United States District Court, E.D. Pennsylvania
Austin McHugh United States District Judge
case concerns a suit by Plaintiff El Shafiyq Asad Ali against
his former employers, Defendants Pennsylvania House of
Representatives and Representative Joanna McClinton. Ali
maintains that Defendants violated the First Amendment and
Pennsylvania's Whistleblower Law when they fired him for
reporting McClinton's use of state resources to promote
her church. The primary legal issue before me now is whether
Ali's claims are barred by statutory and Eleventh
Amendment immunity. I conclude that his claims against the
House of Representatives and against McClinton in her
official capacity must be dismissed. But because
Pennsylvania's Whistleblower Law waives statutory
immunity, and because Eleventh Amendment immunity does not
bar suits against individual state officers in their personal
capacity, Ali may proceed with his First Amendment and
whistleblower claims against McClinton in her personal
roughly nine months, from September 2015 until June 2016, El
Shafiyq Asad Ali worked as Director of Constituent Services
for Joanna McClinton, a member of the Pennsylvania House of
Representatives. Ali, who describes himself as an
"American-Indian" and a practicing Muslim, claims
that his ethnicity and religious beliefs set him apart from
his African-American, Christian boss and co-workers. For
instance, Ali claims that "McClinton and members of her
staff asked [him] on multiple occasions how he became an
American-Indian, " Compl. ¶ 10, and that his
coworkers (though apparently not McClinton herself)
"repeatedly asked [him] whether he was a practicing
Muslim, " ¶ 11. Ali further maintains that
McClinton invited her staff members to worship with her at
the Open Door Mission True Light Church (Church), where she
served as a minister. Ali never accepted McClinton's
invitation and contends that he was treated less favorably
than staff members who did. ¶ 12.
events giving rise to this case occurred in the spring of
2016, when McClinton asked Ali to organize an event at the
Philadelphia Housing Authority's Bartram Village site.
According to Ali, the purpose of the event was to promote a
"facility" that the Church planned to open nearby.
¶ 14. Ali claims that McClinton told him to "ensure
that only Christian music, and not any 'worldly'
music would be played at the event, " ¶ 15, and
further directed him to work closely with her mother, Rachel,
who was also a minister at the Church, ¶ 13. Ali
maintains that the Church held a similar event at Bartram
Village the year before, which it paid for itself. By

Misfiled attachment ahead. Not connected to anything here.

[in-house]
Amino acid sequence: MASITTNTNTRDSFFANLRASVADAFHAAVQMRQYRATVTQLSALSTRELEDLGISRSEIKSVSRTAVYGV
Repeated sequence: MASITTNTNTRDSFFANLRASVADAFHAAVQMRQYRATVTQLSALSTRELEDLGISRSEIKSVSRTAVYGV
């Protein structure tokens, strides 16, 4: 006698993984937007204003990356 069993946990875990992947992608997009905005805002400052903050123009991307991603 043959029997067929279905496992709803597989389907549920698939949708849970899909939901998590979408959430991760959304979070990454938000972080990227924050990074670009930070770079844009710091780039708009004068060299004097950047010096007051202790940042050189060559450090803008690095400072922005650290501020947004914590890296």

contrast, the event that he was asked to organize was to be
paid for using Housing Authority funds. ¶ 16.
with what he perceived to be state-sponsored religious
advocacy, Ali expressed doubts to McClinton about the
propriety of the Bartram Village event, but was told to
proceed with planning. Ali next raised his concerns in an
e-mail to Eric Fillman, Ethics Counselor for the Pennsylvania
House of Representatives. Fillman replied the following day,
and told Ali that he had spoken to McClinton and concluded
that the Bartram Village event did not present "any
ethical conflicts of interest." ¶ 19.
"Approximately a week later, " McClinton allegedly
told Ali that he "had been doing things without her
approval, " and instructed him "to write daily logs
detailing his work activity." ¶ 20. Roughly two
weeks after that conversation, Ali claims that McClinton
falsely accused him of failing to schedule a meeting with two
of her constituents and then fired him without further
filed suit against McClinton and the Pennsylvania House of
Representatives under 42 U.S.C. § 1983 and
Pennsylvania's Whistleblower Law, 43 Pa. Stat, and Cons.
Stat. Ann. §§ 1421-1428. Before me now is
Defendants' Motion to Dismiss pursuant to Rule 12(b)(6).
For the following reasons, that motion will be granted in
part and denied in part.
motion is governed by the well-established standards of
Fed.R.Civ.P. 12(b)(6), as amplified by Fowler v. UPMC
Shadyside, 578 F.3d 203, 210 (3d Cir. 2009).
Claims under Pennsylvania's Whistleblower Law
brings claims under Pennsylvania's Whistleblower Law
against the House of Representatives and against McClinton in
her official and personal capacity. The Whistleblower Law
provides that "[n]o employer may discharge, threaten or
otherwise discriminate or retaliate against an employee ...
because the employee .. . makes a good faith report or is
about to report ... an instance of [(1)] wrongdoing or [(2)]
waste by a public body." § 1423. Employers covered
by the law include "state officer[s], " like
McClinton, as well as the "General Assembly and its
agencies." § 1422. The law empowers a "person
who alleges a violation of this act [to] bring a civil action
... for appropriate injunctive relief or damages, or
both." § 1424. Ali characterizes his e-mail to Eric
Fillman, the House Ethics Counselor, as a good faith report
of both waste and of wrongdoing. He argues that McClinton and
the House of Representatives violated the Whistleblower Law
when they fired him for making this report.
threshold question is whether Defendants enjoy immunity from
Ali's whistleblower suit. In support of immunity, they
point to 1 Pa. Cons. Stat. Ann. § 2310, which provides
Commonwealth, and its officials and employees acting within
the scope of their duties, shall continue to enjoy sovereign
immunity and official immunity and remain immune from suit
except as ...